Legendary singer/songwriter plays to sold out crowd at Radio City Music Hall and Rock NYC‘s Iman Lababedi brings us his review
By Iman Lababedi
Not every day you get to see a Zen Buddhist Monk enthrall a sold our Radio City Music Hall Saturday night for three plus hours playing career spanning songs. Not every singer songwriter’s grandfather was the founding president of the Canadian Jewish Congress. And not every poet can write a lyric like “from the wars against disorder, from the sirens night and day, from the fires of the homeless, and the ashes of decay, Democracy is coming to the USA“. And not every greatest pop star of the 20th century will get as ambivalent an assessment as this one.
At the age of 70, Leonard Cohen discovered his life savings had been embezzled and at 74 years old he went back on the road to make the money back. An excellent, excellent reason to go back on the road and Cohen’s loss was the world’s gain as the writer of “Hallelujah” was embraced with mass idolation. Enough to give me reason for pause the two times I saw the show in 2009 and I wrote a very poorly received pan. In part: “This is New York, Cohen. Don’t tell the same jokes that are all over “Live In London”. Don’t throw “New York” in the middle of “Hallujah” (and don’t kill the rhymes -you wrote em, sing em). Don’t wait for the applause when you sing “First We’ll Take Manhattan”…. in a word, don’t go on automatic, we’re NYC, we know when you’re faking it.”
Many years ago, I watched Jeff Buckley cover “Hallelujah” at a mostly empty Roseland and was mesmerized. Perhaps my problem was none of the above, perhaps my problem with Cohen was I didn’t like his voice and it made the songs sound samey to me. If so, I’ve gotten over it. This is the review where I join the multitudes and write words of praise to this wonderful songwriter and poet. Perhaps I’m not the fan you are and the set is very long, but, boy my boy, some of these songs are just… from the 1969 folk self-flagellation of “Bird On A Wire” to the dry witty jazzness of 2012′s “Anyhow”, there is such consistent greatness here. I don’t find Cohen riveting, and I am not charmed by him, but I can’t deny his songs and I can’t deny a man who spends half the show on his knees at the center of the stage.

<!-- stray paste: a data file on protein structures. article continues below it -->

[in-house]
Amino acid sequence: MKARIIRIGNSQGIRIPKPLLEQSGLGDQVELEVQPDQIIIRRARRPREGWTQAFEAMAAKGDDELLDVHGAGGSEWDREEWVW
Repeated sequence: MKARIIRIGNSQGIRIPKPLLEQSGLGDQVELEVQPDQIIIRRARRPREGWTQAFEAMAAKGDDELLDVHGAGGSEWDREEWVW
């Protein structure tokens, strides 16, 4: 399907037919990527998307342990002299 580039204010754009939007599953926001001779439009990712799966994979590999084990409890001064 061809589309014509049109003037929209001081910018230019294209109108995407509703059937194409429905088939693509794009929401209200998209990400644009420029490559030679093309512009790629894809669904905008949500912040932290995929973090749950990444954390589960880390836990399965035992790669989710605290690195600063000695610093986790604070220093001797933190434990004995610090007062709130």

Look , anybody who spends five years in a Tibet monastery is not looking for something, he has found something. And in his performance, his is a gilded lily of sound and performance, the set arches and aches, it moves through Gypsy waltzes through folk, blues, to quite the same concept as Joseph Heller’s last novel before shutting us down and going on. He sings 25 songs, recites one, and has other performers sing two. And listening for so long to so many songs, you begin to see his poetic mannerisms. “Show Me The Place”, “Everybody Knows”, “The Future” “Who by Fire” and more use iteration of a statement followed by different qualifiers. I am nitpicking? No, I’m showing off.